Tour the House of Tomorrow and Elvis Presley’s Honeymoon Hideaway
By Colin Flavin /
The recently renovated Palm Springs home returns to glory with spectacular geometry and indoor-outdoor connections.
The House of Tomorrow hovers over the cul-de-sac it’s located on in Palm Springs, California, like a stealth aircraft. In a town of low-slung midcentury houses with few windows facing the street, it has a startling presence: The front of the house has wraparound windows and cantilevers over a stone wall a full floor above the ground. Visitors climb a meandering series of pebbled concrete disks over a waterfall and stream to reach the front door.
There was nothing like the home in Palm Springs when it was completed in 1960.
Above: The House of Tomorrow, viewed from Ladera Circle. Photo by Colin Flavin.
The restoration involved replacing the home’s 69 original windows, including the living room's angled transom windows just below the ceiling. Photo by Colin Flavin.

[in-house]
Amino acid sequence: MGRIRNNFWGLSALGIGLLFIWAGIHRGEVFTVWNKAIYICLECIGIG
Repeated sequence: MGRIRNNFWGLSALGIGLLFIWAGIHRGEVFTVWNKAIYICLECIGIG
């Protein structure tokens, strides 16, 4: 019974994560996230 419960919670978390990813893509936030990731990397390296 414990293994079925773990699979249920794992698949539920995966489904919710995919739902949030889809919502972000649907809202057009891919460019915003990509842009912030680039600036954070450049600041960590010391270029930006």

The restored terrace. Recently, after years of neglect, the house underwent a 21-month restoration that returned it to its original glory in time to be celebrated during this year’s Modernism Week, a festival of modern design, architecture, art, fashion and culture. Photo by Colin Flavin.
Floor plan, drawn by Flavin Architects. The design also stands apart from the more modest tract houses that the home’s architect, William Krisel, and client Robert Alexander of Alexander Construction collaborated on in the desert and upon which they built their reputations.